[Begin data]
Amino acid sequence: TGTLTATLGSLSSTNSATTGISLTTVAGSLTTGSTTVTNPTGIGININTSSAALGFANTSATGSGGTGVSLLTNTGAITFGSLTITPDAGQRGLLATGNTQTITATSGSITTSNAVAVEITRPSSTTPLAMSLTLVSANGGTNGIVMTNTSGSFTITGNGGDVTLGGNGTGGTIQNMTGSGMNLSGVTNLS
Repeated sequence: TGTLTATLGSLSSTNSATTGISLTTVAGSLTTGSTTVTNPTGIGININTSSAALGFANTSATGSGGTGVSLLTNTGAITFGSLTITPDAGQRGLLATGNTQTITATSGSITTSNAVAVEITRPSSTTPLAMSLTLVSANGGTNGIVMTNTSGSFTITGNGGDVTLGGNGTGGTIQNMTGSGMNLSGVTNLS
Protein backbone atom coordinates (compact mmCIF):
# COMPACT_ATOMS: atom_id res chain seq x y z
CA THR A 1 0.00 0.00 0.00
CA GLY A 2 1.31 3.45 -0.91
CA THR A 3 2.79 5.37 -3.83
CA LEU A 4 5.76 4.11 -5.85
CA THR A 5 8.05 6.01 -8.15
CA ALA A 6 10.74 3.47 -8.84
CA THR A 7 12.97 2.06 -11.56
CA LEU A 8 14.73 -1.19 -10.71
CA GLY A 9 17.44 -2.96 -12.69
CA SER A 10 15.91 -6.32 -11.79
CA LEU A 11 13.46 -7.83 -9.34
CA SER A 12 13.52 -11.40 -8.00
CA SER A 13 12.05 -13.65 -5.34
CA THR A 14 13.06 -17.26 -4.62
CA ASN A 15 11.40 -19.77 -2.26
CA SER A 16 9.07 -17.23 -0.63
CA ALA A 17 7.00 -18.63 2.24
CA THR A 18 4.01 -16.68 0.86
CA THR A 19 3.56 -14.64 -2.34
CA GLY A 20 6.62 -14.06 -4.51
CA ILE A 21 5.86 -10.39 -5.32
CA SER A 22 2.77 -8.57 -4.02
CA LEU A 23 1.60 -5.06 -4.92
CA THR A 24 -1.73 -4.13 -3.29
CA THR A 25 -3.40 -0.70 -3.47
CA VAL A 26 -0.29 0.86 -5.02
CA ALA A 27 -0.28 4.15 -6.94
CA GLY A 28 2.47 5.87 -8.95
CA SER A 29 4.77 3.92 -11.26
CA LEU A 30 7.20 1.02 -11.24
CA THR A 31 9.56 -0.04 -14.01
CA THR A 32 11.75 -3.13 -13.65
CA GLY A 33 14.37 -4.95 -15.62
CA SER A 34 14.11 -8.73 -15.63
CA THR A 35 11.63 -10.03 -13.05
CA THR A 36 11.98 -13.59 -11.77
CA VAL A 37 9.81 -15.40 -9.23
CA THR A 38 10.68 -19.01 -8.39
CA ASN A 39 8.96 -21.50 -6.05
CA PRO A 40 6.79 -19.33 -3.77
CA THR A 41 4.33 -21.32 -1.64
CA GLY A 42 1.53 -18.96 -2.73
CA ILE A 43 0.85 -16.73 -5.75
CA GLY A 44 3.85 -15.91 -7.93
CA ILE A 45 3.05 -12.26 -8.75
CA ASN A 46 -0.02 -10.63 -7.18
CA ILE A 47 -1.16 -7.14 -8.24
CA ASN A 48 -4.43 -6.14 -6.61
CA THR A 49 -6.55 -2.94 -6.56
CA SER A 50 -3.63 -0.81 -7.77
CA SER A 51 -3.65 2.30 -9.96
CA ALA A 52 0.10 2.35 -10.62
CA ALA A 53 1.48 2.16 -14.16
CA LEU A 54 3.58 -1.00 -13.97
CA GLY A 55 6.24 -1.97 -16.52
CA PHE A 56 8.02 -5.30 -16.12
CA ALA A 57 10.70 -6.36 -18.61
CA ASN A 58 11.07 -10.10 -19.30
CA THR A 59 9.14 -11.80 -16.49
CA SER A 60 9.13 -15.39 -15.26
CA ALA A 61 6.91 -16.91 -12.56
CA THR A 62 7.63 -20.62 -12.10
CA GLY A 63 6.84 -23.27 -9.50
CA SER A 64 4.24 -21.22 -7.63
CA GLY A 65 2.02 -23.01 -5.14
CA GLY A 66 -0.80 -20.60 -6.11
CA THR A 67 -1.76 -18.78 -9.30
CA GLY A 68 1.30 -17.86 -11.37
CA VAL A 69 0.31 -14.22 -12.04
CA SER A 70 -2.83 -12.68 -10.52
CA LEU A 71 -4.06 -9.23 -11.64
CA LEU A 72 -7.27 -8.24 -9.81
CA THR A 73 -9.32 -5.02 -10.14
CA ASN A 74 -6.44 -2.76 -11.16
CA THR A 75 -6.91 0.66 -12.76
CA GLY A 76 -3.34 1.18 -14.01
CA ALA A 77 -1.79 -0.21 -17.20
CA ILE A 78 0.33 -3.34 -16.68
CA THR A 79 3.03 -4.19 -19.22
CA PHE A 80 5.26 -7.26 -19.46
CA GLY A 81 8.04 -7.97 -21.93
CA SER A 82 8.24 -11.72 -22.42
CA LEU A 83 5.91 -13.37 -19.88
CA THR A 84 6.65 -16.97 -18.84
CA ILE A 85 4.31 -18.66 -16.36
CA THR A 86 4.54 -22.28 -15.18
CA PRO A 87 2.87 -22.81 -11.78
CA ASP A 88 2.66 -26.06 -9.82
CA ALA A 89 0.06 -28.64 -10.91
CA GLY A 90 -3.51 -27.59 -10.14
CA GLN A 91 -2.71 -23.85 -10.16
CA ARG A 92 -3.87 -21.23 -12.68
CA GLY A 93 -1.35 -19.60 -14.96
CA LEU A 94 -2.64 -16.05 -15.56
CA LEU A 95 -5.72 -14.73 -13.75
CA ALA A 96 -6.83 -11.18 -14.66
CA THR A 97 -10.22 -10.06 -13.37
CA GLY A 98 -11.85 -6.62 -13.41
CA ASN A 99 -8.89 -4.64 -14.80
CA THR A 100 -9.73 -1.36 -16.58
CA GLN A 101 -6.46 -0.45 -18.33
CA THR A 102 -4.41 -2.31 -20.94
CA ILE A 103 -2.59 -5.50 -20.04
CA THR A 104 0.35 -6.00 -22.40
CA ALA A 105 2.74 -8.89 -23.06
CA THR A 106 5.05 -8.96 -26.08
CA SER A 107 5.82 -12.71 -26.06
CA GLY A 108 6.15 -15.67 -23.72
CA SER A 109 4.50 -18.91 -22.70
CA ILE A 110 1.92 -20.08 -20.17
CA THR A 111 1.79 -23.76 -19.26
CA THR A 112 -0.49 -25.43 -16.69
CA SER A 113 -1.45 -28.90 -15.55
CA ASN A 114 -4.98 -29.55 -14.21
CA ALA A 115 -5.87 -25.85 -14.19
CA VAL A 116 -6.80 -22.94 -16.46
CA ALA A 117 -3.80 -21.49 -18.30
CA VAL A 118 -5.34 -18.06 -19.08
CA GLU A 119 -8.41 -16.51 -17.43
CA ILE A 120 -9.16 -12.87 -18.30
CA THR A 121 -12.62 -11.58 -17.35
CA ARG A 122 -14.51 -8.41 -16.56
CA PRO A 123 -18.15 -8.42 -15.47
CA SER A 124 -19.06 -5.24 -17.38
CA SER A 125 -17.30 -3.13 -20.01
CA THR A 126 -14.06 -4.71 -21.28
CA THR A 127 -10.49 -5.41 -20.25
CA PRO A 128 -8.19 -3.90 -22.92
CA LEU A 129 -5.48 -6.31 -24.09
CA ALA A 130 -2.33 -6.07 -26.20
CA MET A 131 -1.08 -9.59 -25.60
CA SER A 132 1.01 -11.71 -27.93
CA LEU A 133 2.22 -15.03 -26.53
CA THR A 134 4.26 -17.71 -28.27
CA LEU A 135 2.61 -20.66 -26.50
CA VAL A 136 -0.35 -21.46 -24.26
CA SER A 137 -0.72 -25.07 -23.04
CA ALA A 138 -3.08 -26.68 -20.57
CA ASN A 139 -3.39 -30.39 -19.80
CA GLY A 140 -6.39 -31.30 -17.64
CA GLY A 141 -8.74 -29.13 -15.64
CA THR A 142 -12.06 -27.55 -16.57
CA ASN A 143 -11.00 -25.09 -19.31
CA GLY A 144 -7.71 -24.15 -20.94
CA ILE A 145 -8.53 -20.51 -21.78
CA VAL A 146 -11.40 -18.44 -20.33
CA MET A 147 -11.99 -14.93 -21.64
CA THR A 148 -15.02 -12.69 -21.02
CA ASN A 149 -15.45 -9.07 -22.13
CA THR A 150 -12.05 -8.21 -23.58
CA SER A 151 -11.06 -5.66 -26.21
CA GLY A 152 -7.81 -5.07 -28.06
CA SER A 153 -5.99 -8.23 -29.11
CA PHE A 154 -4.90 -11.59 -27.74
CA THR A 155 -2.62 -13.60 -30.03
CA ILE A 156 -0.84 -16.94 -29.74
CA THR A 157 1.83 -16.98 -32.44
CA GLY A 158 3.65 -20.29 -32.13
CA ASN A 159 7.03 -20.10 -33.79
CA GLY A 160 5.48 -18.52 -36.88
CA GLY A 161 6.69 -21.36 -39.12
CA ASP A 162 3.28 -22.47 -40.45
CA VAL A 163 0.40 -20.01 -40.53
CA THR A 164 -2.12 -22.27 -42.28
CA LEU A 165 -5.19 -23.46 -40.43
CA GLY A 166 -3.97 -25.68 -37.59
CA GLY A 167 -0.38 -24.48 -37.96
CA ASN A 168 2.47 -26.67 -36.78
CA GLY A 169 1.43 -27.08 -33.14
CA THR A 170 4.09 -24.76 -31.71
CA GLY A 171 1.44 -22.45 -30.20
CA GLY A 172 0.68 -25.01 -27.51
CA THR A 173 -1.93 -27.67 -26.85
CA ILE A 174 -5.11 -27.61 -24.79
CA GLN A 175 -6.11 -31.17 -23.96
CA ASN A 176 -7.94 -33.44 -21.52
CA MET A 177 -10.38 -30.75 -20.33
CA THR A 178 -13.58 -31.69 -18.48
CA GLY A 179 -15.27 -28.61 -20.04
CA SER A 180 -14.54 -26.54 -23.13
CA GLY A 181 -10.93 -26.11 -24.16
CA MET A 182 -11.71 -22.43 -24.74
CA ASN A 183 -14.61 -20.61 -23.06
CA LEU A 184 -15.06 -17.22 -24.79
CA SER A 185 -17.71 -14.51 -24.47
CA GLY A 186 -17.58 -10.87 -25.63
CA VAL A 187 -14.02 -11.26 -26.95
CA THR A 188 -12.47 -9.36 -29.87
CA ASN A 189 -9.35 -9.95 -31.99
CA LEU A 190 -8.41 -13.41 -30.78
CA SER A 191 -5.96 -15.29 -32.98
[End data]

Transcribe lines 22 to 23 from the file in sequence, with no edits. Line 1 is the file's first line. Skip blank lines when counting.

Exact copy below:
CA THR A 18 4.01 -16.68 0.86
CA THR A 19 3.56 -14.64 -2.34